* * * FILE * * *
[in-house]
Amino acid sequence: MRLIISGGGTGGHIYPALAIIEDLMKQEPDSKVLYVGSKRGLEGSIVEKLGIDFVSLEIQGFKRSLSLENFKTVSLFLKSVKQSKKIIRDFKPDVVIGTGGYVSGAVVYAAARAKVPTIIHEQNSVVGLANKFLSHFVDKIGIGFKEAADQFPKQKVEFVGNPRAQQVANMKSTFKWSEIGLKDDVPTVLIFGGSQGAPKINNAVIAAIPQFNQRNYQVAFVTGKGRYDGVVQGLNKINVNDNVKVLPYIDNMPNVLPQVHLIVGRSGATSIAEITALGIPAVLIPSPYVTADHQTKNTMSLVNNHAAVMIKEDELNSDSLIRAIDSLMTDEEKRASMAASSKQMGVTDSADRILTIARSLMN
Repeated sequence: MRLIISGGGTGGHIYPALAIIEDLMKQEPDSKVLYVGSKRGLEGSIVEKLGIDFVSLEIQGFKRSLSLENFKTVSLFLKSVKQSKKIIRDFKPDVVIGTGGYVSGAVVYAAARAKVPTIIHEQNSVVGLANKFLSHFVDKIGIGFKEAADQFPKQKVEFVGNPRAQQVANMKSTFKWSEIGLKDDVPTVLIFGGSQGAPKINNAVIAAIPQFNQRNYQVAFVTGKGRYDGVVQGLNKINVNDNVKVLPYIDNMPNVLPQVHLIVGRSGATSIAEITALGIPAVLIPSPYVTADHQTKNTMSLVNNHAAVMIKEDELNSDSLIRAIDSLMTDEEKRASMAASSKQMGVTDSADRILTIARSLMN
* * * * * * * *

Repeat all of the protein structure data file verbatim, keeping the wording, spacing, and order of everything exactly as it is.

[in-house]
Amino acid sequence: MRLIISGGGTGGHIYPALAIIEDLMKQEPDSKVLYVGSKRGLEGSIVEKLGIDFVSLEIQGFKRSLSLENFKTVSLFLKSVKQSKKIIRDFKPDVVIGTGGYVSGAVVYAAARAKVPTIIHEQNSVVGLANKFLSHFVDKIGIGFKEAADQFPKQKVEFVGNPRAQQVANMKSTFKWSEIGLKDDVPTVLIFGGSQGAPKINNAVIAAIPQFNQRNYQVAFVTGKGRYDGVVQGLNKINVNDNVKVLPYIDNMPNVLPQVHLIVGRSGATSIAEITALGIPAVLIPSPYVTADHQTKNTMSLVNNHAAVMIKEDELNSDSLIRAIDSLMTDEEKRASMAASSKQMGVTDSADRILTIARSLMN
Repeated sequence: MRLIISGGGTGGHIYPALAIIEDLMKQEPDSKVLYVGSKRGLEGSIVEKLGIDFVSLEIQGFKRSLSLENFKTVSLFLKSVKQSKKIIRDFKPDVVIGTGGYVSGAVVYAAARAKVPTIIHEQNSVVGLANKFLSHFVDKIGIGFKEAADQFPKQKVEFVGNPRAQQVANMKSTFKWSEIGLKDDVPTVLIFGGSQGAPKINNAVIAAIPQFNQRNYQVAFVTGKGRYDGVVQGLNKINVNDNVKVLPYIDNMPNVLPQVHLIVGRSGATSIAEITALGIPAVLIPSPYVTADHQTKNTMSLVNNHAAVMIKEDELNSDSLIRAIDSLMTDEEKRASMAASSKQMGVTDSADRILTIARSLMN